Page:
Sarkozy's Lisbon timetable


GRADUALLY THE politics of how Ireland's fellow member states in the European Union will respond to rejection of the Lisbon Treaty in last month's referendum are becoming more clear. Addressing the European Parliament yesterday on his EU presidency programme, French president Nicolas Sarkozy said he expects to propose a method and a solution to the problem by October or at the latest in December next, in co-operation with the Government.

He ruled out any collective renegotiation by the other 26 member states as a result of the Irish vote. That makes it very much a matter of the assurances, clarifications and changes Ireland can secure, on the basis of which the Government might decide to hold another referendum.

Mr Sarkozy does not determine this strategy, but he is in an influential position to formulate and guide it over the next six months. Yesterday he insisted there must be a timetable for these decisions and that they will involve either the Nice or Lisbon treaties, not some variant of them. In this he is communicating the determination of other governments not to reopen Lisbon, and to hold next June's European Parliament elections on one or the other treaty. Lisbon caps the number of parliament seats and varies their distribution. Political and legal certainty will require this question to be settled well in advance of the voting.

Even if the Government does decide to hold another referendum on Lisbon, the earliest date on which this could be done - probably next March - would be too late to decide on the legal basis for June's elections. It begins to look as if it may be necessary to decide this autumn that irrespective of the fate of the Lisbon Treaty inIreland, those elections would be held on the existing franchise. That may make good sense, especially if it reduces political pressure on the Government to hurry up a difficult decision before it is ready.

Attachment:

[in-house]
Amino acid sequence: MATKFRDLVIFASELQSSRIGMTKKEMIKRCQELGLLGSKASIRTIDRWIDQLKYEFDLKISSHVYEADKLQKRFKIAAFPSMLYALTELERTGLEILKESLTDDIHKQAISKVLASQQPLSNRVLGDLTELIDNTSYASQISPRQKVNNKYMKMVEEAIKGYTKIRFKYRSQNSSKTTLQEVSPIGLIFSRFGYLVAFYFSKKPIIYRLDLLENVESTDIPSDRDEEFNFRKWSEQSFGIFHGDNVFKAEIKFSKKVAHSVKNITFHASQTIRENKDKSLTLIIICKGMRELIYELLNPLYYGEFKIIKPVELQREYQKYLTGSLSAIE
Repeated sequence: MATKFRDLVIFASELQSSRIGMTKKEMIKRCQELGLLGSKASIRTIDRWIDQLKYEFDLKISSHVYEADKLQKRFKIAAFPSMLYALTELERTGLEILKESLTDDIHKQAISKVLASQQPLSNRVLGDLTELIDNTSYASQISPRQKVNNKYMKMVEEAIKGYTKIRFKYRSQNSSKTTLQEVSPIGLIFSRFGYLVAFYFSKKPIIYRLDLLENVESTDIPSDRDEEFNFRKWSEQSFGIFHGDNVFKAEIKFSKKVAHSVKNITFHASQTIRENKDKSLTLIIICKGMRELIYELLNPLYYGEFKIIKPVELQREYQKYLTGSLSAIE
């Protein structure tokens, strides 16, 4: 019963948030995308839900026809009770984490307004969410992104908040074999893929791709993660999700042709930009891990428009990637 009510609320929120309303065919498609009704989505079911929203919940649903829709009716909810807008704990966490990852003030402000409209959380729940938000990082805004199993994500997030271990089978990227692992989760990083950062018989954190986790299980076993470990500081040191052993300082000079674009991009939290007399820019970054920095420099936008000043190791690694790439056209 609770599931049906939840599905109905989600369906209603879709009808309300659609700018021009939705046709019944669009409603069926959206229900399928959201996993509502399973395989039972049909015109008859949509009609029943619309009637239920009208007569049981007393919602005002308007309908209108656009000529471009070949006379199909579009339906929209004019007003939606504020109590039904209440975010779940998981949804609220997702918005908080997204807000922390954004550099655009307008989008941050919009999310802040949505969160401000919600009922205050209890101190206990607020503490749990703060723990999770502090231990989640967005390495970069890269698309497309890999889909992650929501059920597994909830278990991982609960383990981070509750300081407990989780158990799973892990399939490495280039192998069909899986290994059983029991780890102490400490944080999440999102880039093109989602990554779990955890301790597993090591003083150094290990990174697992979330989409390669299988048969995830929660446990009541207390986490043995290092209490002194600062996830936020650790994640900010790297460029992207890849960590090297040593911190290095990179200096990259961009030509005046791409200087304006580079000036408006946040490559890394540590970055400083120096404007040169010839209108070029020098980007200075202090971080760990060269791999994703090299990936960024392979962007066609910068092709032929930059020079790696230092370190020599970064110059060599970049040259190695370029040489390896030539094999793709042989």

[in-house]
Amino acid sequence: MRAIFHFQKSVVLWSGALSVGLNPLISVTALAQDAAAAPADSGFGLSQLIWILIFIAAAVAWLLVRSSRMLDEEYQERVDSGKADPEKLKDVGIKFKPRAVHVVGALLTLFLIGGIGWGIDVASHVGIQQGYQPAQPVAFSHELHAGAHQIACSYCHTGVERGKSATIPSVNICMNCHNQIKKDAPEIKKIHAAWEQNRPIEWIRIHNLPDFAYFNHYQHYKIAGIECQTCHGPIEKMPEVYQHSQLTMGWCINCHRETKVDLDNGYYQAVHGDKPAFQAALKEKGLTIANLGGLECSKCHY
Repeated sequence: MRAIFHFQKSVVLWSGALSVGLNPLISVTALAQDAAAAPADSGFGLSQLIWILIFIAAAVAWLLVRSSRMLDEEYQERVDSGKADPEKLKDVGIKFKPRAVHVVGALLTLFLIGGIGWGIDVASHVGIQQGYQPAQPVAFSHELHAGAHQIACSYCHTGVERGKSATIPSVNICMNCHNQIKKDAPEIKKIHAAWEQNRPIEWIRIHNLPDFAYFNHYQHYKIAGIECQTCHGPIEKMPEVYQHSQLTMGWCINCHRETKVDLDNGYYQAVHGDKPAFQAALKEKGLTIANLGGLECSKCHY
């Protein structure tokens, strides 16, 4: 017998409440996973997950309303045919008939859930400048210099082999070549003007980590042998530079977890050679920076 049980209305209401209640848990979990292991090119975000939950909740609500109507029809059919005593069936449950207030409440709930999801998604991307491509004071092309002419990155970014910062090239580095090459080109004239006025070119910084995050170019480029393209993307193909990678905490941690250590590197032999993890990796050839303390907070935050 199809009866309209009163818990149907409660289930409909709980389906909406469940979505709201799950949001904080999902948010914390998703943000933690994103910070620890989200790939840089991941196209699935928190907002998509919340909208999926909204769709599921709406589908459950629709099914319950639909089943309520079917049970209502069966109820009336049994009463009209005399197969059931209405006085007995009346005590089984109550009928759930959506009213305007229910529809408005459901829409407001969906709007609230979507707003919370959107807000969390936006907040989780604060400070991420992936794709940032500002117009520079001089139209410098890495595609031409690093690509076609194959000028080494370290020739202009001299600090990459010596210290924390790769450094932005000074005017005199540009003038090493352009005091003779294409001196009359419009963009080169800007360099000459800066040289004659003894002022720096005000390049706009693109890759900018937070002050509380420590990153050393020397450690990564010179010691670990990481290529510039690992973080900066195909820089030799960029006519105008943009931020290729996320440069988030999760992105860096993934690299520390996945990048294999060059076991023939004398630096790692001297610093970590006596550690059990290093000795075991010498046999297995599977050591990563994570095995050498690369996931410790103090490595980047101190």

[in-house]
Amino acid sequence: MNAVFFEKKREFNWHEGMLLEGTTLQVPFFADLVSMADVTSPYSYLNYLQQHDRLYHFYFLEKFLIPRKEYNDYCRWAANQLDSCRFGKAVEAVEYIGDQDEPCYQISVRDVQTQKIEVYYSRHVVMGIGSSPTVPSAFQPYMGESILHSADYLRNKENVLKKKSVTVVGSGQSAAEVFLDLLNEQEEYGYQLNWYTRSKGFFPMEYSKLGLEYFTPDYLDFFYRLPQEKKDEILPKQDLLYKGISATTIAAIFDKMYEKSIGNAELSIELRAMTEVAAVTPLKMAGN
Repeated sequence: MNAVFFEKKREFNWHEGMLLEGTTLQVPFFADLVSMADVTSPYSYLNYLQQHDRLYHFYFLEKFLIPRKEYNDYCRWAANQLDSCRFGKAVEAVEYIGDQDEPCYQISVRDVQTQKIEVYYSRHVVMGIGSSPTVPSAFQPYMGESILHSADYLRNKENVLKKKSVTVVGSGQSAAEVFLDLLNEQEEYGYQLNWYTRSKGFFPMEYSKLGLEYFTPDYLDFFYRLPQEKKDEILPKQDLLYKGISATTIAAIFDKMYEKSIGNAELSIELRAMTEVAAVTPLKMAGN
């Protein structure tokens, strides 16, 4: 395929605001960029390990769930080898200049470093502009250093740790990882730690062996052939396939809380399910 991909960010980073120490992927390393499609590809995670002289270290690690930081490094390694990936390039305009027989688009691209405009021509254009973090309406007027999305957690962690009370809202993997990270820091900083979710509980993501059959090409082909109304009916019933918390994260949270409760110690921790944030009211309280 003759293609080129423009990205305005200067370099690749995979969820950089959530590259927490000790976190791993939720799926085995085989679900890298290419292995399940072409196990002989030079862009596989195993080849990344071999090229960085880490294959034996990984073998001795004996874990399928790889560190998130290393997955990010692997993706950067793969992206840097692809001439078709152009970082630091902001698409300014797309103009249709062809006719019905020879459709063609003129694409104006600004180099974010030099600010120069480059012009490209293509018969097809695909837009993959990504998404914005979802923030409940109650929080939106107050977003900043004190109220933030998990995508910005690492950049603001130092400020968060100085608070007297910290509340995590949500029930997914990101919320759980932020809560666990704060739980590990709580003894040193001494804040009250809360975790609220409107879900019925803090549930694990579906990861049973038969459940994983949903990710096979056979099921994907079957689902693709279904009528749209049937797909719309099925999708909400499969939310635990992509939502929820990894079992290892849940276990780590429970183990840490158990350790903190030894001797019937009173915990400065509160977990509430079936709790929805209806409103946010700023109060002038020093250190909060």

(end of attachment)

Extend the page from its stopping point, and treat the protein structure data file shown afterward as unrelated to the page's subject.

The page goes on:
Mr Sarkozy also insisted yesterday that he does not want to see the emergence of a two-speed or multi-speed EU as a result of the Irish No. All efforts will be made to maintain EU unity. Yet he is right to insist on a timetable for decisions by the end of the year. That allows enough time for Government analysis and decision; if the issue is allowed drift beyond then the better informed voters will have forgotten about it, while those who voted against the treaty because they did not understand it (the highest proportion of No voters according to the commission's research) will have their attitudes even more confirmed.

It is a real political mess, daily reinforced by the developing economic crisis, which also requires EU solidarity. We are gradually becoming aware of the damage done to Ireland's reputation and loss of influence among political leaderships in existing and applicant states. It is too early to say how far, if at all, this may be offset by admiration for the Irish No vote among other EU electorates who did not vote on Lisbon. Most EU opinion agrees with Mr Sarkozy's remark yesterday that "institutional things are for members of parliament, not referendums" but, alone among the 27states, we have a written Constitution which allows the people to decide.